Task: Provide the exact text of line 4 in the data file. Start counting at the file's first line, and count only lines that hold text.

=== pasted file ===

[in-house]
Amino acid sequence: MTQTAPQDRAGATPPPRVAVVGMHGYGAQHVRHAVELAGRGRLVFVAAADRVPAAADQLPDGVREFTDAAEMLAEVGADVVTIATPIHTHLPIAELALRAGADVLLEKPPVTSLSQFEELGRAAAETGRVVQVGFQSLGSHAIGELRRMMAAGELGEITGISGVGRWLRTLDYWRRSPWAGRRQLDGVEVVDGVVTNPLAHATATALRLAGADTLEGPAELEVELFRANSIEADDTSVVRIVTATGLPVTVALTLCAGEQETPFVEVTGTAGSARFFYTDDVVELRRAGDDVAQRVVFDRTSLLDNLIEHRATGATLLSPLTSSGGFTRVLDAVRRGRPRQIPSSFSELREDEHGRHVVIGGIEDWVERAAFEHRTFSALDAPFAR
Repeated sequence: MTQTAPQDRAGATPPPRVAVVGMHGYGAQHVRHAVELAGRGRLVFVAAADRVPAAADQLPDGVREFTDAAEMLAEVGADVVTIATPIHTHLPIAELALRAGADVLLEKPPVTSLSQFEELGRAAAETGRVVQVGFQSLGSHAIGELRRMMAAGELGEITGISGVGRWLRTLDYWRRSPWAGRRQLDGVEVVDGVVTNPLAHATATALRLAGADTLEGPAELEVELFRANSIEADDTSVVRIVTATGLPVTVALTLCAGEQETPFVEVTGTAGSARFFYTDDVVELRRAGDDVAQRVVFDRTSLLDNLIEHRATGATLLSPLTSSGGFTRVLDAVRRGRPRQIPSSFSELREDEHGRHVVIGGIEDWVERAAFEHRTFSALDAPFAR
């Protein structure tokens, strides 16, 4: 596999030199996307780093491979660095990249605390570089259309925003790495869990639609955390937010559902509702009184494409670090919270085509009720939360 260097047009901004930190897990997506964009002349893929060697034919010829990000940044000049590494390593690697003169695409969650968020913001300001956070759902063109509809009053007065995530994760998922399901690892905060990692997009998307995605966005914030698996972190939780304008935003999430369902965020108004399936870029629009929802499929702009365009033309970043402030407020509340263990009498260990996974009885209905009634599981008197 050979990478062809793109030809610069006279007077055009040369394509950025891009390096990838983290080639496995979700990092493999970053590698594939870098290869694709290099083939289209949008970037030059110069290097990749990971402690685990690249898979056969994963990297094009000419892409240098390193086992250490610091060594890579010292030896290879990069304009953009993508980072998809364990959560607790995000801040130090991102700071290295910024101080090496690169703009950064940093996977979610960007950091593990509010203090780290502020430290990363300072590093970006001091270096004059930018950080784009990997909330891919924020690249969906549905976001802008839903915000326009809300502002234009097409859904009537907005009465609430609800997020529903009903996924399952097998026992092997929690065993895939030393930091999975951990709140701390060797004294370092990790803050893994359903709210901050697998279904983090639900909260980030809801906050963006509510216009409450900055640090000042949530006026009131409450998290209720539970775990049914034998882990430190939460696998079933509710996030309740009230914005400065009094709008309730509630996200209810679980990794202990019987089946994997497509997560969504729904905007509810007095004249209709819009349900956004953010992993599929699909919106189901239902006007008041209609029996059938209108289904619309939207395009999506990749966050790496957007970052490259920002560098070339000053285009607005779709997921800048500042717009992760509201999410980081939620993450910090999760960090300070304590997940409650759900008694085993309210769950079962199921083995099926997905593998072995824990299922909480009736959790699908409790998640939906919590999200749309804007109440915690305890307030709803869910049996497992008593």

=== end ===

């Protein structure tokens, strides 16, 4: 596999030199996307780093491979660095990249605390570089259309925003790495869990639609955390937010559902509702009184494409670090919270085509009720939360 260097047009901004930190897990997506964009002349893929060697034919010829990000940044000049590494390593690697003169695409969650968020913001300001956070759902063109509809009053007065995530994760998922399901690892905060990692997009998307995605966005914030698996972190939780304008935003999430369902965020108004399936870029629009929802499929702009365009033309970043402030407020509340263990009498260990996974009885209905009634599981008197 050979990478062809793109030809610069006279007077055009040369394509950025891009390096990838983290080639496995979700990092493999970053590698594939870098290869694709290099083939289209949008970037030059110069290097990749990971402690685990690249898979056969994963990297094009000419892409240098390193086992250490610091060594890579010292030896290879990069304009953009993508980072998809364990959560607790995000801040130090991102700071290295910024101080090496690169703009950064940093996977979610960007950091593990509010203090780290502020430290990363300072590093970006001091270096004059930018950080784009990997909330891919924020690249969906549905976001802008839903915000326009809300502002234009097409859904009537907005009465609430609800997020529903009903996924399952097998026992092997929690065993895939030393930091999975951990709140701390060797004294370092990790803050893994359903709210901050697998279904983090639900909260980030809801906050963006509510216009409450900055640090000042949530006026009131409450998290209720539970775990049914034998882990430190939460696998079933509710996030309740009230914005400065009094709008309730509630996200209810679980990794202990019987089946994997497509997560969504729904905007509810007095004249209709819009349900956004953010992993599929699909919106189901239902006007008041209609029996059938209108289904619309939207395009999506990749966050790496957007970052490259920002560098070339000053285009607005779709997921800048500042717009992760509201999410980081939620993450910090999760960090300070304590997940409650759900008694085993309210769950079962199921083995099926997905593998072995824990299922909480009736959790699908409790998640939906919590999200749309804007109440915690305890307030709803869910049996497992008593």